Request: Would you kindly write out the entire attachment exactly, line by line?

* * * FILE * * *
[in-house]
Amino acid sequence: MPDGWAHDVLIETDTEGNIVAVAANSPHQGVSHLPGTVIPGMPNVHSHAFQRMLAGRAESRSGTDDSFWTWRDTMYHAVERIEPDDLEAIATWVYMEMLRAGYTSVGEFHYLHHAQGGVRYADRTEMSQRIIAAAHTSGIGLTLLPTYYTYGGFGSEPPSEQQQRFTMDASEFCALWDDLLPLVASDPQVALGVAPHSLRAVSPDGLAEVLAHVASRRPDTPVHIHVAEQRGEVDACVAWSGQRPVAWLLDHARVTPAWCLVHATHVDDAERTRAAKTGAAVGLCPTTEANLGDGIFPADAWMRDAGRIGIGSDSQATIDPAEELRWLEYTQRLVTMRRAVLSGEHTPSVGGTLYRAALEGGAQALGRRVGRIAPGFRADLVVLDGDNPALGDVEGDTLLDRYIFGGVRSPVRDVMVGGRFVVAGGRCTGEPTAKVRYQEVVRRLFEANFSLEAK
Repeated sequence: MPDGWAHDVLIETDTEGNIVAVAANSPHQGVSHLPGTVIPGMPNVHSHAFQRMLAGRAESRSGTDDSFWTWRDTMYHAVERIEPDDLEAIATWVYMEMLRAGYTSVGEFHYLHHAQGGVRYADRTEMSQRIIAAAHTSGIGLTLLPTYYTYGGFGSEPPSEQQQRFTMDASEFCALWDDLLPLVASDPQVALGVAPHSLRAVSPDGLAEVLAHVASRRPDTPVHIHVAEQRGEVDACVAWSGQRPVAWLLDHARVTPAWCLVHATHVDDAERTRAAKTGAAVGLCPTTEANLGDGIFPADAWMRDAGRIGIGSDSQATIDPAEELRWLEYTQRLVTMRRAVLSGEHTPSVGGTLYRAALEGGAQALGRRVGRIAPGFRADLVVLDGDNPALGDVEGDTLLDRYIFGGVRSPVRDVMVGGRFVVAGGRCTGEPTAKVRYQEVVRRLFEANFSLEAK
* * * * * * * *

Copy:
[in-house]
Amino acid sequence: MPDGWAHDVLIETDTEGNIVAVAANSPHQGVSHLPGTVIPGMPNVHSHAFQRMLAGRAESRSGTDDSFWTWRDTMYHAVERIEPDDLEAIATWVYMEMLRAGYTSVGEFHYLHHAQGGVRYADRTEMSQRIIAAAHTSGIGLTLLPTYYTYGGFGSEPPSEQQQRFTMDASEFCALWDDLLPLVASDPQVALGVAPHSLRAVSPDGLAEVLAHVASRRPDTPVHIHVAEQRGEVDACVAWSGQRPVAWLLDHARVTPAWCLVHATHVDDAERTRAAKTGAAVGLCPTTEANLGDGIFPADAWMRDAGRIGIGSDSQATIDPAEELRWLEYTQRLVTMRRAVLSGEHTPSVGGTLYRAALEGGAQALGRRVGRIAPGFRADLVVLDGDNPALGDVEGDTLLDRYIFGGVRSPVRDVMVGGRFVVAGGRCTGEPTAKVRYQEVVRRLFEANFSLEAK
Repeated sequence: MPDGWAHDVLIETDTEGNIVAVAANSPHQGVSHLPGTVIPGMPNVHSHAFQRMLAGRAESRSGTDDSFWTWRDTMYHAVERIEPDDLEAIATWVYMEMLRAGYTSVGEFHYLHHAQGGVRYADRTEMSQRIIAAAHTSGIGLTLLPTYYTYGGFGSEPPSEQQQRFTMDASEFCALWDDLLPLVASDPQVALGVAPHSLRAVSPDGLAEVLAHVASRRPDTPVHIHVAEQRGEVDACVAWSGQRPVAWLLDHARVTPAWCLVHATHVDDAERTRAAKTGAAVGLCPTTEANLGDGIFPADAWMRDAGRIGIGSDSQATIDPAEELRWLEYTQRLVTMRRAVLSGEHTPSVGGTLYRAALEGGAQALGRRVGRIAPGFRADLVVLDGDNPALGDVEGDTLLDRYIFGGVRSPVRDVMVGGRFVVAGGRCTGEPTAKVRYQEVVRRLFEANFSLEAK